People's Salvation Cathedral (Catedrala Mântuirii Neamului) Tateo, Giuseppe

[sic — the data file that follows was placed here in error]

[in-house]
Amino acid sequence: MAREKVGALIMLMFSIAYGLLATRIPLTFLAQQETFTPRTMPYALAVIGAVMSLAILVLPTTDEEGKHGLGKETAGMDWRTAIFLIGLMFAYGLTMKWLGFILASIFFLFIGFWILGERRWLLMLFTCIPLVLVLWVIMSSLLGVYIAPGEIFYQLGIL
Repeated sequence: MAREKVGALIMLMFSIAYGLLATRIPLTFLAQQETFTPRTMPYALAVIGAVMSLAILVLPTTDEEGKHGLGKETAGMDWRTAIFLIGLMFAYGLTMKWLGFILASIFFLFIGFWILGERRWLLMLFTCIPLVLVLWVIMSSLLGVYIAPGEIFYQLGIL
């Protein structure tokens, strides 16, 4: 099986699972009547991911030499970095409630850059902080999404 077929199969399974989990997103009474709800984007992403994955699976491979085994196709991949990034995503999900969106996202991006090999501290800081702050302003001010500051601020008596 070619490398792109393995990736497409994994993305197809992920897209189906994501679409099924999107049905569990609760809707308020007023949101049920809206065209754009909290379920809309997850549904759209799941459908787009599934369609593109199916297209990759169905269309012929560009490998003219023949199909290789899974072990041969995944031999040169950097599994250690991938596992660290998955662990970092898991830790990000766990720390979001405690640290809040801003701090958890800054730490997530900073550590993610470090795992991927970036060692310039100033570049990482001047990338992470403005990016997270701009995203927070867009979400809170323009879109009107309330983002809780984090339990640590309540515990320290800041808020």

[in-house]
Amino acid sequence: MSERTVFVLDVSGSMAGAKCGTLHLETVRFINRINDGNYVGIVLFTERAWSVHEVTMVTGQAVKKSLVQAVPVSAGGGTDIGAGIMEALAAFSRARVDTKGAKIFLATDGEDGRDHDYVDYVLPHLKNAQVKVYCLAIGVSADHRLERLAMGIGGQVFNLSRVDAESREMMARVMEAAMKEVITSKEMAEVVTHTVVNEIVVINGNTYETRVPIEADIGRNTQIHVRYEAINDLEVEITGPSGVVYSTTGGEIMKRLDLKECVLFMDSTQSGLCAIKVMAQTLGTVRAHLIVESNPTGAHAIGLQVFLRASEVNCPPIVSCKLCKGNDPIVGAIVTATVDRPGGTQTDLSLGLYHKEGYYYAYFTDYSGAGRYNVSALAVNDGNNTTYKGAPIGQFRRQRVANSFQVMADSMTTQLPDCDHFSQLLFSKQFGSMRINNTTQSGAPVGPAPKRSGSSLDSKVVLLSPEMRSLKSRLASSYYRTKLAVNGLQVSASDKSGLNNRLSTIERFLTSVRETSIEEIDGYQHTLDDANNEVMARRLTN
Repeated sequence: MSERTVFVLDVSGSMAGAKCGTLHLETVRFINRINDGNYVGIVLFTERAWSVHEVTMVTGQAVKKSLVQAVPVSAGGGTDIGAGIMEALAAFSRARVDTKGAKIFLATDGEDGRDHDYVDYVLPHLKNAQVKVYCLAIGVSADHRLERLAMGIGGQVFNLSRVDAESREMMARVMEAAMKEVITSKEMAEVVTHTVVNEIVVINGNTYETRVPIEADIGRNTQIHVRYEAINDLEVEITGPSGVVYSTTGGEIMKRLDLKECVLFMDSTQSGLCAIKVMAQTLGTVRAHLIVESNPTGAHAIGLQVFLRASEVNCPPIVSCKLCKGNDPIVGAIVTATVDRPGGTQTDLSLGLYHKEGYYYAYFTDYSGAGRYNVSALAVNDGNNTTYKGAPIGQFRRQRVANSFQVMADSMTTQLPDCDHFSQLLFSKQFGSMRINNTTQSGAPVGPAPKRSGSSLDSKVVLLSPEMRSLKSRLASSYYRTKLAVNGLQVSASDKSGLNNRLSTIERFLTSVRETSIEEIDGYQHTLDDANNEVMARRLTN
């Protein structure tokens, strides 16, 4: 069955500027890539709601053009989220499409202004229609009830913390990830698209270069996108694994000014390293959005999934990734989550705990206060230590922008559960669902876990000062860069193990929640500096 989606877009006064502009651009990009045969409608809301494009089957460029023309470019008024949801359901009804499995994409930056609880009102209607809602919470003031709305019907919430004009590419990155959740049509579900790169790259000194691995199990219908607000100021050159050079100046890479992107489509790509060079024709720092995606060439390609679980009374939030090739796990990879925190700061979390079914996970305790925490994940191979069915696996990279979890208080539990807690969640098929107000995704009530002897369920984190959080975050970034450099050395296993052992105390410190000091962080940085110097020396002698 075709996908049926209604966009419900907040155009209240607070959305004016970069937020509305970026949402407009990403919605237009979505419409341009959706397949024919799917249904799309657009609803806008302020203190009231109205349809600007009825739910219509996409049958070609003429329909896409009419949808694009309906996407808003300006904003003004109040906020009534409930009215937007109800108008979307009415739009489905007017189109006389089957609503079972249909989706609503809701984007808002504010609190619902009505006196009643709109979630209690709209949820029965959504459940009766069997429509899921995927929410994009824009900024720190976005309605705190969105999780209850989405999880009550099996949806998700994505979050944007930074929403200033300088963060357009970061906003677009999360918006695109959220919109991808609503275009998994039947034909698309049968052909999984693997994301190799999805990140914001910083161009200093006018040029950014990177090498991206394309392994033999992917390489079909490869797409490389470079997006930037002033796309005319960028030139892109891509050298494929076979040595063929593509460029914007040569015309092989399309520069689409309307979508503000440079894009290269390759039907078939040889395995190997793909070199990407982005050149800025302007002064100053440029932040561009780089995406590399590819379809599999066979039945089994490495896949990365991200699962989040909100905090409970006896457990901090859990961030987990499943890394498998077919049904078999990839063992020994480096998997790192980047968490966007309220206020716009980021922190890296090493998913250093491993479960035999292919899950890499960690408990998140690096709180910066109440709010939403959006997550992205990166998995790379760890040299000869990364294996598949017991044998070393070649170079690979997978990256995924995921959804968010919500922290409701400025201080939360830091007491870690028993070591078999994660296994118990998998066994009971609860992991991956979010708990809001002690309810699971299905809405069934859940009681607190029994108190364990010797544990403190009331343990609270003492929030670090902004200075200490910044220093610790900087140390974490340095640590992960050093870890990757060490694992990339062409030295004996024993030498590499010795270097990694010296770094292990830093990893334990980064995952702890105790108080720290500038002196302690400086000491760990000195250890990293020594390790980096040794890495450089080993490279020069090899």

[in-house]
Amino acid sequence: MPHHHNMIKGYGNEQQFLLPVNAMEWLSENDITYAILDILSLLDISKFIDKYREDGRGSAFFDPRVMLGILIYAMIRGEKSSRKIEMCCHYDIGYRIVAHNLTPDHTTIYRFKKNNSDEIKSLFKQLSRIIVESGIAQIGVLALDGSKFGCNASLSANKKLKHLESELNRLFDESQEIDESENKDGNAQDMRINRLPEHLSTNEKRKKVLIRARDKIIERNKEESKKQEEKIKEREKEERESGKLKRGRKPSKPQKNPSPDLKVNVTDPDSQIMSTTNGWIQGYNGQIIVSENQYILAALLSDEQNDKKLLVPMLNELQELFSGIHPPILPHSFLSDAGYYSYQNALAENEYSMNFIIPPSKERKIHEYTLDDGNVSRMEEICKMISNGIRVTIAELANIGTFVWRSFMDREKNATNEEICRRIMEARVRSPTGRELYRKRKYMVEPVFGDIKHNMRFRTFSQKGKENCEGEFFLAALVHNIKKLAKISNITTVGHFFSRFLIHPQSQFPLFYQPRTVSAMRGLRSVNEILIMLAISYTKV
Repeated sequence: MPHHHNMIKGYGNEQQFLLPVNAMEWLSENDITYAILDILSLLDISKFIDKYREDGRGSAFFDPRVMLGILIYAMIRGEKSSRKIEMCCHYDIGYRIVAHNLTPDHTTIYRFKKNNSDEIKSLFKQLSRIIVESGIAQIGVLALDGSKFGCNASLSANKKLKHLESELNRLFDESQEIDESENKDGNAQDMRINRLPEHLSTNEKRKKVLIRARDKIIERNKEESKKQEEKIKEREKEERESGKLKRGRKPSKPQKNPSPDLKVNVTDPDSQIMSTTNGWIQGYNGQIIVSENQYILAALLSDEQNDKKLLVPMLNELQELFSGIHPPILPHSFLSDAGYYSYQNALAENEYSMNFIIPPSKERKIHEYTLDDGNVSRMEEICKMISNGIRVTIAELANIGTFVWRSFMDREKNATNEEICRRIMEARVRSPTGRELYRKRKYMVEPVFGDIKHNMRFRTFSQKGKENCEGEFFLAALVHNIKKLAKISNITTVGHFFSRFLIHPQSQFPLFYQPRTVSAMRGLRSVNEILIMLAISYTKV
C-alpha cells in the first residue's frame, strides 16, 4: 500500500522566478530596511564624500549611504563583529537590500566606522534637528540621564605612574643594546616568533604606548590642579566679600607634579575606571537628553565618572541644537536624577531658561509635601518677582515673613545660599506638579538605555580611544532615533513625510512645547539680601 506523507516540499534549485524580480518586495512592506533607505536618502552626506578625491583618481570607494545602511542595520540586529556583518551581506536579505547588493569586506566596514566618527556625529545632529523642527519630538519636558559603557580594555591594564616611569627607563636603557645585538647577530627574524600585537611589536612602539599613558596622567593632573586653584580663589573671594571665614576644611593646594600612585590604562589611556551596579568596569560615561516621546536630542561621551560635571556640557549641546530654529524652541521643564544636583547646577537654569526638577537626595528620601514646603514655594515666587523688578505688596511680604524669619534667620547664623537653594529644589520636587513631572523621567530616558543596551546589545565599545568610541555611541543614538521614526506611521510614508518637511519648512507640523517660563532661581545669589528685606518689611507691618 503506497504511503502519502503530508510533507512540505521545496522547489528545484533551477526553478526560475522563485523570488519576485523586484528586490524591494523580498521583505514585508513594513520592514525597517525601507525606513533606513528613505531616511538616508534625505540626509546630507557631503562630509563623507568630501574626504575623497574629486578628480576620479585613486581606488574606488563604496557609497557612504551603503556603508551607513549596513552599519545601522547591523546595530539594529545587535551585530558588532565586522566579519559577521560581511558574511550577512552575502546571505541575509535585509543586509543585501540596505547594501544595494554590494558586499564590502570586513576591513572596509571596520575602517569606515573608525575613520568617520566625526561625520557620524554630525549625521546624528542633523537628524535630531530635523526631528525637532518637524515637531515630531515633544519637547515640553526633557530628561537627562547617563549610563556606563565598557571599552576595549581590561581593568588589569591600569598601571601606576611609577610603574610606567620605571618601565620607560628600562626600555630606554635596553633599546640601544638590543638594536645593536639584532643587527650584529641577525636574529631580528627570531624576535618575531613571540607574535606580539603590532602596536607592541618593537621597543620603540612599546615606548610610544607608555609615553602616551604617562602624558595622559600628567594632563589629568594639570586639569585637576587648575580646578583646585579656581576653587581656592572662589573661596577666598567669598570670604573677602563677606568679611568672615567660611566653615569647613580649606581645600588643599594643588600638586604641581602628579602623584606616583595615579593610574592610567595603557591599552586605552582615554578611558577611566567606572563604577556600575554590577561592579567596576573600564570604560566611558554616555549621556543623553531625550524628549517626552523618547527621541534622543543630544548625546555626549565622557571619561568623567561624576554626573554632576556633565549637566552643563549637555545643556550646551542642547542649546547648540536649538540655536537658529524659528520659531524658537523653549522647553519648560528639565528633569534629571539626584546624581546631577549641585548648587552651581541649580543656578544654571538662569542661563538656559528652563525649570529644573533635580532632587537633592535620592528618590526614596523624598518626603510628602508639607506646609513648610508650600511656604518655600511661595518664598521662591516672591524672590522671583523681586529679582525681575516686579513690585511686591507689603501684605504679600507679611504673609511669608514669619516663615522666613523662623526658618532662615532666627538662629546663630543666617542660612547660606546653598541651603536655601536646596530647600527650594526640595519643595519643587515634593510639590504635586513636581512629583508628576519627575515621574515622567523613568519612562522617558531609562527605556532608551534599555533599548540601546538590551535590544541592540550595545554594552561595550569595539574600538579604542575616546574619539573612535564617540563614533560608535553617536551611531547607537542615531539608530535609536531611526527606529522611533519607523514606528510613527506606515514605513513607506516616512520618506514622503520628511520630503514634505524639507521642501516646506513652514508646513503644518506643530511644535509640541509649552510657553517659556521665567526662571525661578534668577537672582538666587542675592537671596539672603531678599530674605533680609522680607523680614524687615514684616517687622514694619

The People's Salvation Cathedral (Catedrala Mântuirii Neamului) is the main house of worship of the Romanian Orthodox Church. It is located on top of Arsenal Hill, in Bucharest’s city centre, surrounded by important state institutions: the Palace of the Parliament eastwards, the Romanian Academy of Sciences south-east and the Ministry of Defence westwards. The cathedral was first conceived in 1881 by King Carol I to celebrate the independence gained against the Ottoman which led to the establishment of the newborn Kingdom of Romania. Following disagreements over the most suitable location, recurrent lack of financing and unfavourable historical events, its realisation was postponed several times until the outbreak of WWII. The project was shelved after Romania became a socialist republic in 1948 and gained again momentum only after its collapse in 1989. Ever since, it took two decades, two different Patriarchs, the benevolent attitude of the whole political spectrum and two ad-hoc laws for construction works to take off. The laying of the foundation stone in 2007 officially started the construction works, which are supposed to end in 2025. The cathedral was consecrated and inaugurated with a week of public celebrations between November and December 2018, on occasion of both St. Andrew’s day (the patron saint of Romania, November 25th) and the 100th anniversary of the Great Union declaration of Alba Iulia (December 1st), which led to the formation of the modern Romanian state. Once finished, the cathedral will become the seat of the Romanian Patriarchate and of the Bucharest Archbishopric, whose current leader is Patriarch Daniel Ciobotea. Its alternative name – “national cathedral” – has been adopted by church hierarchs and spokespersons to highlight its civil significance: honouring notable national figures and fallen soldiers by performing funerals and commemorations is, in the eyes of the Patriarch, among the main purposes of this new imposing religious complex. It is 125 meters tall – the highest house of worship in Eastern Christianity – and includes halls, chapels with a crypt, four nuclear shelters, offices and cells, a canteen, a religious articles store, a medical consulting room, a museum of Romanian Orthodox, exhibition rooms, apartments and a council room. When asked about the brand-new cathedral, Patriarch Daniel argued he intended to erect a symbol of national significance, “a Latin-Byzantine basilica, traditional, especially in the interior, but with a Romanian taste, a point of connection between East and West’ (Vasilescu 2010: 538).
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